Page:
Alejandro Cremades: What were what were the sequence of events there for you to to get to get comfortable with the idea of starting a business.

    Joydeep Sen Sarma: Right? So as you mentioned you know I went to Facebook after you know Netapp and then Yahoo and then I ended up at Facebook so we had a very great 4 years at Facebook I was one of the co cofounders of the project called hive which was the patche hive project.

    Alejandro Cremades: A.

    Joydeep Sen Sarma: Facebook so we also bootstrapped the whole data infrastructure at Facebook and build the software and manage the team and you know if it a fast growinging company. You know when we joined Facebook it was about like 30000000 users right? and I remember the 50000000 user party that happened very soon after I joined. And so you can imagine you know those were early days. You know there was about I was about 250 odd strength. You know when I join and now of course you know it is like I don’t know how many thousands of people it has um so a few things happen. You know as a result of the Facebook gig. 1 was of course you know to some level some amount of financial independence because the company did really well that means you know we we made a little bit of money in stock options and so on so we you know we had some job security. You know we could sort of afford to go without a job for a few years um the second thing was um, ah. You know exposure to the big data industry and sort of having some credentials there. So as an author of a very important and popular open source project. You get a lot of visibility. You know, not just in the community and users. But also. In the venture capital community you know everybody wants to talk to you and invest in you and so on so we had like good um you know brand recognition if you if you will coming out of Facebook so I think those were 2 things that really helped both sort of the financial independence as well as some level of credibility and expertise in our very.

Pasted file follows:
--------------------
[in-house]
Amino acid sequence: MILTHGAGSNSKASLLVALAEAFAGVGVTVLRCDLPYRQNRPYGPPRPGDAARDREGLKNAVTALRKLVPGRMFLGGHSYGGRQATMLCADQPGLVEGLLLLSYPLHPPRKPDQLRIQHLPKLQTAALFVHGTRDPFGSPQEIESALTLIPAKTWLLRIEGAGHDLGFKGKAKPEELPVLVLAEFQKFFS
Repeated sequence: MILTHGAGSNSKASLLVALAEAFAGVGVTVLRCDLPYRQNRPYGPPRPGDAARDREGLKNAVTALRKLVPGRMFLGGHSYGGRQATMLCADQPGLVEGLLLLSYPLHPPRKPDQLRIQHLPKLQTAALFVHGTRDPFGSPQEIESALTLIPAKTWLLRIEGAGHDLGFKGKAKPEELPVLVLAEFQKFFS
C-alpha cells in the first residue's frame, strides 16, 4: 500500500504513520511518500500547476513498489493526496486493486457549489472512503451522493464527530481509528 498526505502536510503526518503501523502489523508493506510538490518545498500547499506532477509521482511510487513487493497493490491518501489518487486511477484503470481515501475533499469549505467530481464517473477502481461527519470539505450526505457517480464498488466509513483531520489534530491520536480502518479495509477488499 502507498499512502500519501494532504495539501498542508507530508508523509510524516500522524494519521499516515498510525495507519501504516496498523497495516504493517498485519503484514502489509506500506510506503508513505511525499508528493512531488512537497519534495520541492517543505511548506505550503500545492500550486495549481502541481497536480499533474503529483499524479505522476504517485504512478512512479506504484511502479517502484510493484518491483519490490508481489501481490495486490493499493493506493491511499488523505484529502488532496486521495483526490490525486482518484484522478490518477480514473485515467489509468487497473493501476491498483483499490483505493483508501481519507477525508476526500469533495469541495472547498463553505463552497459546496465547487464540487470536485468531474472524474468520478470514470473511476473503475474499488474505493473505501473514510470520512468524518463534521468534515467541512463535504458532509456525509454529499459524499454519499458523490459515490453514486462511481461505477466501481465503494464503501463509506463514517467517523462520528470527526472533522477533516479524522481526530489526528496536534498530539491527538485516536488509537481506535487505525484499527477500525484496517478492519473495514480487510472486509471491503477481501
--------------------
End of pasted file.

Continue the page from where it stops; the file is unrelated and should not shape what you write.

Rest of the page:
Alejandro Cremades: So what? what.

    Joydeep Sen Sarma: Hot sector of the technology landscape which was the big data landscape as everybody from that era sort of might remember and then that really enabled us to you know start the next gig which was Cuba.